With the Sierras above us still capped with El Nino’s snowfall, the rice growers have flooded and planted most of their fields this year – turning Homeward Bound into lakefront property for a few months. The more than 500,000 acres of the valley’s rice lands are located along the Pacific Flyway, and the flooded fields provide critical migration corridors for shoreline birds and others.
Looking out from the garden, I saw this long dark line of what looked like turkeys pecking at the marshy field.
Sadly, I did not have my long lens (naturally!), but I could get close enough to ID them as White-faced Ibis – a bird I had not seen in the fields before.
Apparently, their numbers declined dangerously in the 60’s and 70’s due to DDT contamination and habitat destruction. The inland population has rebounded somewhat in the past few decades, but the pesticides used in rice farming are still a concern.
These dark birds with their long bills and metallic coloring wade through the fields picking their way through shallow waters looking for a meal: invertebrates, crustaceans, frogs, and fishes.
Until, you spook them, of course!
Our Sacramento Valley is a hub of bird activity in the winter. Tens of thousands of birds come a calling, traveling on a super-highway called the Pacific Flyway. It is a major north-south route for migratory birds extending from Alaska to Patagonia. The Sacramento Valley is a key rest stop along the way, or even a winter home for some – where birds gather by the thousands.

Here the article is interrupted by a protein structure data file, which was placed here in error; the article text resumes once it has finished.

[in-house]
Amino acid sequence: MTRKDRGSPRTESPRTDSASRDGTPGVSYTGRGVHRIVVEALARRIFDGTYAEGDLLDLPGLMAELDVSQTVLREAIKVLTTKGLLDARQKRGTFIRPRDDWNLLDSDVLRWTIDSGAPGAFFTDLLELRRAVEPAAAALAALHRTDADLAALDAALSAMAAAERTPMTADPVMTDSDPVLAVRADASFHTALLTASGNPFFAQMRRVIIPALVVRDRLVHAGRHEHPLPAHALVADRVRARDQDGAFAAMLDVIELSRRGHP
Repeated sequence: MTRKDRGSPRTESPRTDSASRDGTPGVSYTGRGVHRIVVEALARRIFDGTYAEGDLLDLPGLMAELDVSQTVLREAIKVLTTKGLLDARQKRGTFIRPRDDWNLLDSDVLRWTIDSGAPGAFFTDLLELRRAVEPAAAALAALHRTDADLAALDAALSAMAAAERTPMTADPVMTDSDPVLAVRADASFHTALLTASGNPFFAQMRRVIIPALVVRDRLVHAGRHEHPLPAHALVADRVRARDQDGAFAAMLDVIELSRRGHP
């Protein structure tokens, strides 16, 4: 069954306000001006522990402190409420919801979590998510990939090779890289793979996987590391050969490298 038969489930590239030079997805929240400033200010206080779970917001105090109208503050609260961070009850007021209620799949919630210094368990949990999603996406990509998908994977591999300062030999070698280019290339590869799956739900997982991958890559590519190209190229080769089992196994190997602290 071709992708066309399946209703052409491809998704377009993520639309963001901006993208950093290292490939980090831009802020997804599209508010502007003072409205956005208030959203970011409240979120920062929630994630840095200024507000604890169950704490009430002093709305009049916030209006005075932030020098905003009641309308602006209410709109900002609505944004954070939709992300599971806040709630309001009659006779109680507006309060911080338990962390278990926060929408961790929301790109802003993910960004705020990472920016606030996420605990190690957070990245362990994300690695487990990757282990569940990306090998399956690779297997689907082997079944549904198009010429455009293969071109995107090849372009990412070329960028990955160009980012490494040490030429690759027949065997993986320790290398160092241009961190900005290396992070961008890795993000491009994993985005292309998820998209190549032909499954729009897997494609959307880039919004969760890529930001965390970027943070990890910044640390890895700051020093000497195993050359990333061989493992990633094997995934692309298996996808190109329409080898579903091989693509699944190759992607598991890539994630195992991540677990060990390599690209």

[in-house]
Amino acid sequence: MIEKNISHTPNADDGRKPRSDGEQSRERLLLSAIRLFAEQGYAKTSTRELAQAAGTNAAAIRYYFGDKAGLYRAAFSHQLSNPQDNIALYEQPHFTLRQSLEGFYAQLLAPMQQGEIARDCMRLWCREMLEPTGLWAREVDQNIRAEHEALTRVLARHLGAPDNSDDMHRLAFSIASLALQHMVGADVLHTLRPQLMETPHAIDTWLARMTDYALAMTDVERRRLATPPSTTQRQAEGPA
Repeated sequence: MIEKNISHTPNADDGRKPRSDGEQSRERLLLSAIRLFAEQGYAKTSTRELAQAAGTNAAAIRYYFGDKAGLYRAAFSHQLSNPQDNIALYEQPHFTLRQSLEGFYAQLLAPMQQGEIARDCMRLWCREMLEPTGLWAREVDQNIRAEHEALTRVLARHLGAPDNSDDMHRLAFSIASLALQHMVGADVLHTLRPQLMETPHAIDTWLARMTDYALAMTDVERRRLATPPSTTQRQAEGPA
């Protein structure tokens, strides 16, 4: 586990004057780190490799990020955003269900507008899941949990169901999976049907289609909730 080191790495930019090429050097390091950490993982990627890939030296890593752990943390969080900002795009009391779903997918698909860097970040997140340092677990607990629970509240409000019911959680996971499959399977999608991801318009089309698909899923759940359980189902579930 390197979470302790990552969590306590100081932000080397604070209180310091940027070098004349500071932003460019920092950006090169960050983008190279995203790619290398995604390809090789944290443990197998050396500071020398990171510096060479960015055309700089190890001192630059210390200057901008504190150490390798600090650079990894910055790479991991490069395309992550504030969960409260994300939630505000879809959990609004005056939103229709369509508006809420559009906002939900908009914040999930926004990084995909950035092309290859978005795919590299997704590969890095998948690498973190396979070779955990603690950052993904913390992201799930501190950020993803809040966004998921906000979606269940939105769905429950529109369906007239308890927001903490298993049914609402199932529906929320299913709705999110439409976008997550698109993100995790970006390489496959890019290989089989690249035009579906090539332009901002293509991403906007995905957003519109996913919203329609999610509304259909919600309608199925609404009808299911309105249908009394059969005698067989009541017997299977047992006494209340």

According to the Audubon Society, you will find about 250 species of birds in the Sacramento area alone. Expand your search east to the Sierra foothills & mountains, south to the San Joaquin River delta, and west to the Pacific Ocean and that increases to about 400 species.
Some pass through…and some find it very cozy to stay on in our nearby parks where they are very well fed.
Homeward Bound Golden Retriever Rescue is surrounded by rice fields…a perfect landing spots for birds who flock together, including these beautiful snow geese.
Unfortunately, they are perfect sitting ducks for hunters as well. Throughout January, shotgun pops rang out and the birds took to the skies by the hundreds.
This past weekend marked the end of hunting season. The birds could not be happier.
Now that the skies are safe, you’ll find geese-covered fields putting a welcome mat out for their friends –
and even cohabitating with cows.
The worldwide Great Backyard Bird Count runs February 13-16. Thanks to my friend, Rob for capturing this Alfred Hitchcock moment. Anyone want to take a guess on this count?